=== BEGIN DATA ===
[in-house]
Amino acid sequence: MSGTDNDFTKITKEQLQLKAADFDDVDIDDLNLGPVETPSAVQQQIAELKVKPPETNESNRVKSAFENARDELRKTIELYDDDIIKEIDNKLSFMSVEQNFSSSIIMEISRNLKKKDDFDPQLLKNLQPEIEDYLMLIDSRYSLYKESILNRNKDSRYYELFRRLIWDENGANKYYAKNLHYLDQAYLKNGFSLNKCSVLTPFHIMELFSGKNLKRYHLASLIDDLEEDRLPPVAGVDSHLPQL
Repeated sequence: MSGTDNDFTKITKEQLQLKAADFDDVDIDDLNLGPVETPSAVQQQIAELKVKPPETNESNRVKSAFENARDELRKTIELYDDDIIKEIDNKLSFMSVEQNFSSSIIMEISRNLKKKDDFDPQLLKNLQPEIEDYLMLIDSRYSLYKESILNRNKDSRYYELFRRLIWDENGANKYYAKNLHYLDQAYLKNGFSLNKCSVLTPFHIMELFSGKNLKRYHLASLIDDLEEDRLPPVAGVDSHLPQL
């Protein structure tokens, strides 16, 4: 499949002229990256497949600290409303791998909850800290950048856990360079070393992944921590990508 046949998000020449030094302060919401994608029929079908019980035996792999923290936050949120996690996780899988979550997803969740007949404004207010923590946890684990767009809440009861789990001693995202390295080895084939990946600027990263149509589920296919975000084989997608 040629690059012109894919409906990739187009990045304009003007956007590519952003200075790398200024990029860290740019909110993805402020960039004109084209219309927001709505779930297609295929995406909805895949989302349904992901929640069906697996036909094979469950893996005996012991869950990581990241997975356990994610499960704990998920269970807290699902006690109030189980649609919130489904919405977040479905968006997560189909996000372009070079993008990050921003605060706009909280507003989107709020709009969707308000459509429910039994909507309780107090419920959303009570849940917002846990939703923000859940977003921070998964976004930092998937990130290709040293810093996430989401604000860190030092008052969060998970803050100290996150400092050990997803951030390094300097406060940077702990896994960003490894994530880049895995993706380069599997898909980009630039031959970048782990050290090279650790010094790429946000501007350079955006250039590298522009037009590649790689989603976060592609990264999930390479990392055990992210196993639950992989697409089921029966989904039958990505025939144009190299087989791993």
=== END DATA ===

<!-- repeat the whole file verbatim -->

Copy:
[in-house]
Amino acid sequence: MSGTDNDFTKITKEQLQLKAADFDDVDIDDLNLGPVETPSAVQQQIAELKVKPPETNESNRVKSAFENARDELRKTIELYDDDIIKEIDNKLSFMSVEQNFSSSIIMEISRNLKKKDDFDPQLLKNLQPEIEDYLMLIDSRYSLYKESILNRNKDSRYYELFRRLIWDENGANKYYAKNLHYLDQAYLKNGFSLNKCSVLTPFHIMELFSGKNLKRYHLASLIDDLEEDRLPPVAGVDSHLPQL
Repeated sequence: MSGTDNDFTKITKEQLQLKAADFDDVDIDDLNLGPVETPSAVQQQIAELKVKPPETNESNRVKSAFENARDELRKTIELYDDDIIKEIDNKLSFMSVEQNFSSSIIMEISRNLKKKDDFDPQLLKNLQPEIEDYLMLIDSRYSLYKESILNRNKDSRYYELFRRLIWDENGANKYYAKNLHYLDQAYLKNGFSLNKCSVLTPFHIMELFSGKNLKRYHLASLIDDLEEDRLPPVAGVDSHLPQL
């Protein structure tokens, strides 16, 4: 499949002229990256497949600290409303791998909850800290950048856990360079070393992944921590990508 046949998000020449030094302060919401994608029929079908019980035996792999923290936050949120996690996780899988979550997803969740007949404004207010923590946890684990767009809440009861789990001693995202390295080895084939990946600027990263149509589920296919975000084989997608 040629690059012109894919409906990739187009990045304009003007956007590519952003200075790398200024990029860290740019909110993805402020960039004109084209219309927001709505779930297609295929995406909805895949989302349904992901929640069906697996036909094979469950893996005996012991869950990581990241997975356990994610499960704990998920269970807290699902006690109030189980649609919130489904919405977040479905968006997560189909996000372009070079993008990050921003605060706009909280507003989107709020709009969707308000459509429910039994909507309780107090419920959303009570849940917002846990939703923000859940977003921070998964976004930092998937990130290709040293810093996430989401604000860190030092008052969060998970803050100290996150400092050990997803951030390094300097406060940077702990896994960003490894994530880049895995993706380069599997898909980009630039031959970048782990050290090279650790010094790429946000501007350079955006250039590298522009037009590649790689989603976060592609990264999930390479990392055990992210196993639950992989697409089921029966989904039958990505025939144009190299087989791993």